American Woodworker
Contact Us | Help | Report a Bug
Sign in | Join
 

Classic Country Hutch Tualatin OR

Carefully select 48 bd. ft. of 4/4 cherry for the two cabinets and 38 bd. ft. of 5/4 stock for the doors, base cabinet top and the crown molding. In addition, you’ll need 16 bd. ft. of 4/4 hard maple for the drawer sides and support system and 75 bd. ft. of 4/4 pine for the shelves and back boards. I spent about $1,000 on lumber.

The Home Depot
(503)925-8447
20260 SW Pacific Hwy
Sherwood, OR
Hours
Mon-Sat: 6:00am-10:00pm
Sun: 7:00am-8:00pm

The Home Depot
(503)639-3500
14800 SW Sequoia Parkway
Tigard, OR
Hours
Mon-Sat: 6:00am-10:00pm
Sun: 7:00am-8:00pm

Rockler Woodworking and Hardware #17
(503) 672-7266
Beaverton Town Square Mall
Beaverton (Portland), OR

Data Provided by:
Goby Walnut Products
(503) 477-6744
5315 NW St. Helens Rd.
Portland, OR

Data Provided by:
Columbia Riverwood
(503) 224-9924
1017 SW Morrison St P.O. Box 10461
Portland, OR

Data Provided by:
Woodcraft - Portland, OR
(503) 684-1428
12020 SW Main Street
Tigard, OR

Data Provided by:
The Home Depot
(503)469-4242
4401 Southwest 110th Ave
Beaverton, OR
Hours
Mon-Sat: 6:00am-10:00pm
Sun: 7:00am-8:00pm

The Home Depot
(503)723-3181
2002 Washington Street
Oregon City, OR
Hours
Mon-Sat: 6:00am-10:00pm
Sun: 7:00am-8:00pm

Gilmer Wood Company
(503) 274-1271
2211 NW Saint Helens Road
Portland, OR

Data Provided by:
Woodcrafters
(800) 777-3709
212 NE 6th Ave
Portland, OR

Data Provided by:
Data Provided by:

Classic Country Hutch

Classic Country Hutch

American style and classic hardwood create a timeless treasure.

by Tim Johnson

Tall and stately, this cupboard promises to be the focal point of any dining area. A functional wonder, it combines elegant display with spacious storage. For you as a builder, though, this cupboard is loaded with something quite different: advanced techniques that will challenge your woodworking skill. It has all the stuff to be your next dream project.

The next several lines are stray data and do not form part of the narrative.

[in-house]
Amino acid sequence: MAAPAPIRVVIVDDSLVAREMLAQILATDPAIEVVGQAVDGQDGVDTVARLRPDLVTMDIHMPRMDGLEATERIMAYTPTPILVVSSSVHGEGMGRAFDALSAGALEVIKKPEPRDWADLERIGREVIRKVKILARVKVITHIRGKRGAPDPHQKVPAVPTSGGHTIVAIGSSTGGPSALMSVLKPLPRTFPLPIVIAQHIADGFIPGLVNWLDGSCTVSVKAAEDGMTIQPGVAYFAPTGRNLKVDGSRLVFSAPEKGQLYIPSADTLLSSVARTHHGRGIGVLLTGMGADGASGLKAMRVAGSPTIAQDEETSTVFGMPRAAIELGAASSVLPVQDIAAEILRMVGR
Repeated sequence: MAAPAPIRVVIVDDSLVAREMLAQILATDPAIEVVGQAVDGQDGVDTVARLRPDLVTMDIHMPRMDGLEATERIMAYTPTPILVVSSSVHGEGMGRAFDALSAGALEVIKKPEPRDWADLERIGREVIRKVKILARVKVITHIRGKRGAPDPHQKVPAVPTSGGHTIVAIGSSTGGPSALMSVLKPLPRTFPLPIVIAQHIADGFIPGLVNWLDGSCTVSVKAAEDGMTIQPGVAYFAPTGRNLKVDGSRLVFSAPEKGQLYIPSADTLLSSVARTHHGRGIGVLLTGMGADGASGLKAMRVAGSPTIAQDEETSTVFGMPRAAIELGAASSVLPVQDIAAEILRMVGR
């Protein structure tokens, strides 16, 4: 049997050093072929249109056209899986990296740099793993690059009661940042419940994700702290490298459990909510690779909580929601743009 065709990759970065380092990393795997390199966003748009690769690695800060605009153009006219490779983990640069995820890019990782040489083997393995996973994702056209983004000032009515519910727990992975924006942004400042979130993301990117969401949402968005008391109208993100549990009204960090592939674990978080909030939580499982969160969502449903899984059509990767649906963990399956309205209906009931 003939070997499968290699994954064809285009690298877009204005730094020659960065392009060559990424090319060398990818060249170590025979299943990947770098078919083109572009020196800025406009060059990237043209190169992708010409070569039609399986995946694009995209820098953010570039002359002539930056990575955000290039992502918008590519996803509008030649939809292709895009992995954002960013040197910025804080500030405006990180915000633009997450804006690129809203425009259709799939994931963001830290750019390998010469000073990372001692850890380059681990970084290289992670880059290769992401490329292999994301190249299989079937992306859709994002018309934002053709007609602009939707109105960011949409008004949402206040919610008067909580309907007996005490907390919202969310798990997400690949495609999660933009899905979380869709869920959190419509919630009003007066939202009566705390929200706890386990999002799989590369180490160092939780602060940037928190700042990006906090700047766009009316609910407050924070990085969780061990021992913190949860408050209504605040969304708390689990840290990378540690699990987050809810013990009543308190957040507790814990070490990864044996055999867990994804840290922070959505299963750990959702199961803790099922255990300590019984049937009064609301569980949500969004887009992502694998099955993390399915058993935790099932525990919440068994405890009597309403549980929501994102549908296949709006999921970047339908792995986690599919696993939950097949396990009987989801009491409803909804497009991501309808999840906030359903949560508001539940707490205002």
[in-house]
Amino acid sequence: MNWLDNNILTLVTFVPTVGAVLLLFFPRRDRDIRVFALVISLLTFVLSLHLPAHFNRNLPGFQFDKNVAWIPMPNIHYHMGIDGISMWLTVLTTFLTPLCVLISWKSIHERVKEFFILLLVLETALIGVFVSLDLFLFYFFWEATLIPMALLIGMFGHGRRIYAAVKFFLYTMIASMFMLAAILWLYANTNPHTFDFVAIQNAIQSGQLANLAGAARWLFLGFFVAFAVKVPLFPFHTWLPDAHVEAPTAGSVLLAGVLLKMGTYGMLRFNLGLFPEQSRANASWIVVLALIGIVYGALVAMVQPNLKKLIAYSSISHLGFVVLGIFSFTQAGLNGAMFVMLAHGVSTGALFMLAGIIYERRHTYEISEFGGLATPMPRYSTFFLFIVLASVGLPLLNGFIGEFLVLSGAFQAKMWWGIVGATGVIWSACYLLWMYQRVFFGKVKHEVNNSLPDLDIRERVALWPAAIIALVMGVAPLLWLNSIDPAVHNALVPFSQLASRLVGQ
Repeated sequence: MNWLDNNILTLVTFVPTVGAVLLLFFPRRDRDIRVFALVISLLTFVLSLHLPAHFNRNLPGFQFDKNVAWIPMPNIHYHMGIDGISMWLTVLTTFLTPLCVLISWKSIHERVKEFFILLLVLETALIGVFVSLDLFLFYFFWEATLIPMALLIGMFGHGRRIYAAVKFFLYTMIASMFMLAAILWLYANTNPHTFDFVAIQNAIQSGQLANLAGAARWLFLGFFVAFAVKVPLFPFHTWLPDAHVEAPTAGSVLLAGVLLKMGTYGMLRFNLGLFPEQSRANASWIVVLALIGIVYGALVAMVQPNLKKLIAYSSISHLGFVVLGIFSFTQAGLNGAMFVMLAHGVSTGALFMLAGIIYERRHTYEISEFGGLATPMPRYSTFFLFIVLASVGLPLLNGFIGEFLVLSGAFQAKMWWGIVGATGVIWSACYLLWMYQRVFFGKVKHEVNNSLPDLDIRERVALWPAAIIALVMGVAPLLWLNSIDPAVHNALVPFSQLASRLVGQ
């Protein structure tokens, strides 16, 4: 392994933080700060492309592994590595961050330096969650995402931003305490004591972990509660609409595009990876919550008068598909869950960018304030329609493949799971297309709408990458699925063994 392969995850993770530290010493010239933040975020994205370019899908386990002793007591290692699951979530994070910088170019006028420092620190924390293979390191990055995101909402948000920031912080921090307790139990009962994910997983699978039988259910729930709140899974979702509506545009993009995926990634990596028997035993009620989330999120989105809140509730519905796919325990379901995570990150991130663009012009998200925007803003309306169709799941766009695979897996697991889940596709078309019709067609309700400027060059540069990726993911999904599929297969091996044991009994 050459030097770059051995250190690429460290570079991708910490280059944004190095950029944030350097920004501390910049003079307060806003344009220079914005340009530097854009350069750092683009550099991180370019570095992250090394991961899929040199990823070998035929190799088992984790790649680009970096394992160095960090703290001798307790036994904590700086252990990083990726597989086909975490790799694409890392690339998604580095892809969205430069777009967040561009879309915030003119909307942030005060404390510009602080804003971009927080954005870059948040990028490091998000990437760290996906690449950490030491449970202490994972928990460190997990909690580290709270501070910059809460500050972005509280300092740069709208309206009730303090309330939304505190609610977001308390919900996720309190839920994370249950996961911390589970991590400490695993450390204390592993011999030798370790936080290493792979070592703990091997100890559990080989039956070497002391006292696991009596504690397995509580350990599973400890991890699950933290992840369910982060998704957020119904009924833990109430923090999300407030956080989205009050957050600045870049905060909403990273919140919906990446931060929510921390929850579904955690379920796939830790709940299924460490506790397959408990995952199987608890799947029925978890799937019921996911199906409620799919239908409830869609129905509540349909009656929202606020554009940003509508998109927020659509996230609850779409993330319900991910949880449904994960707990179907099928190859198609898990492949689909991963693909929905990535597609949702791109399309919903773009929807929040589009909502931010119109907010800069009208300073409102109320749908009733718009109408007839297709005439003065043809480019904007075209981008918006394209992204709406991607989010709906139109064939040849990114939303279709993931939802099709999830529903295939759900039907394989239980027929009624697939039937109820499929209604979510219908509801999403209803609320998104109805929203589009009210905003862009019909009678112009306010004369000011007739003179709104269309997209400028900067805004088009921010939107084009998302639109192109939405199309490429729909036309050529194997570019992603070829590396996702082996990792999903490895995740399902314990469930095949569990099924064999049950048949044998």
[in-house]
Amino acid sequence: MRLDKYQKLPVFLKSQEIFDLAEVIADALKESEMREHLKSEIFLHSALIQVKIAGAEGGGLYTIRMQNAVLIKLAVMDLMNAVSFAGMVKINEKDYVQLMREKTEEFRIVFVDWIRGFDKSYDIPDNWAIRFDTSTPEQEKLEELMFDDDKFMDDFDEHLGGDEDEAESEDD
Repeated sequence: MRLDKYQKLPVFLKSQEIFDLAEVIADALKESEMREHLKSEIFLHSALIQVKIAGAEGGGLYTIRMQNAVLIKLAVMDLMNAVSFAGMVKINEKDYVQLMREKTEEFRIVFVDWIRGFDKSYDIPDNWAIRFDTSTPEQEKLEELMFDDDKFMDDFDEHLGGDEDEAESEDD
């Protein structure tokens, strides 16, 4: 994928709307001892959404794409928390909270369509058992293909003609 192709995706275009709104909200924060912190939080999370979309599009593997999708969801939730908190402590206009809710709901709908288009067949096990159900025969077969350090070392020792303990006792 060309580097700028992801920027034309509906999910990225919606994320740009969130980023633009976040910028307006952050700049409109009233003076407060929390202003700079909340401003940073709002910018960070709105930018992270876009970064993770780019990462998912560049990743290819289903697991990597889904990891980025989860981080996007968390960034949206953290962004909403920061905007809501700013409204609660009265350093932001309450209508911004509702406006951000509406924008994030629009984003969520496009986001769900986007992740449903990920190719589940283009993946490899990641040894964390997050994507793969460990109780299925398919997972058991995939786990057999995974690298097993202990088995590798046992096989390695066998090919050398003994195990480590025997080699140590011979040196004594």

You’ll be working wood on a grand scale. This cupboard is more than 7 ft. tall and nearly 5 ft. wide. You’ll glue up boards to make all the wide cabinet pieces. You’ll build the dovetailed drawers, raised-panel doors and divided-light doors. To top it off, you’ll make your own crown molding.

Building this cupboard includes so many woodworking techniques that I’m going to refer you to other American Woodworker articles for complete how-to information on a couple of them. How to build divided-light doors is covered in this issue (see “ Divided-Light Doors ”). And instructions for making the lipped drawers with a dovetail jig is covered fully in AW #84, December 2000, page 91.

You’ll need a fully equipped shop to complete this project, along with dedication and determination. But if you accept the challenge, I guarantee you’ll have the woodworking time of your life! 

Carefully select 48 bd. ft. of 4/4 cherry for the two cabinets and 38 bd. ft. of 5/4 stock for the doors, base cabinet top and the crown molding. In addition, you’ll need 16 bd. ft. of 4/4 hard maple for the drawer sides and support system and 75 bd. ft. of 4/4 pine for the shelves and back boards. I spent about $1,000 on lumber.

Build the Base Cabinet

Tall and stately, this cupboard promises to be the focal point of any dining area. A functional wonder, it combines elegant display with spacious storage. For you as a builder, though, this cupboard is loaded with something quite different: advanced techniques that will challenge your woodworking skill. It has all the stuff to be your next dream project.

You’ll be working wood on a grand scale. This cupboard is more than 7 ft. tall and nearly 5 ft. wide. You’ll glue up boards to make all the wide cabinet pieces. You’ll build the dovetailed drawers, raised-panel doors and divided-light doors. To top it off, you’ll make your own crown molding.

Building this cupboard includes so many woodworking techniques that I’m going to refer you to other American Woodworker articles for complete how-to information on a couple of them. How to build divided-light doors is covered in this issue (see “ Divided-Light Doors ”). And instructions for making the lipped drawers with a dovetail jig is covered fully in AW #84, December 2000 , page 91.

You’ll need a fully equipped shop to complete this project, along with dedication and determination.

Click here to read the rest of the article from American Woodworker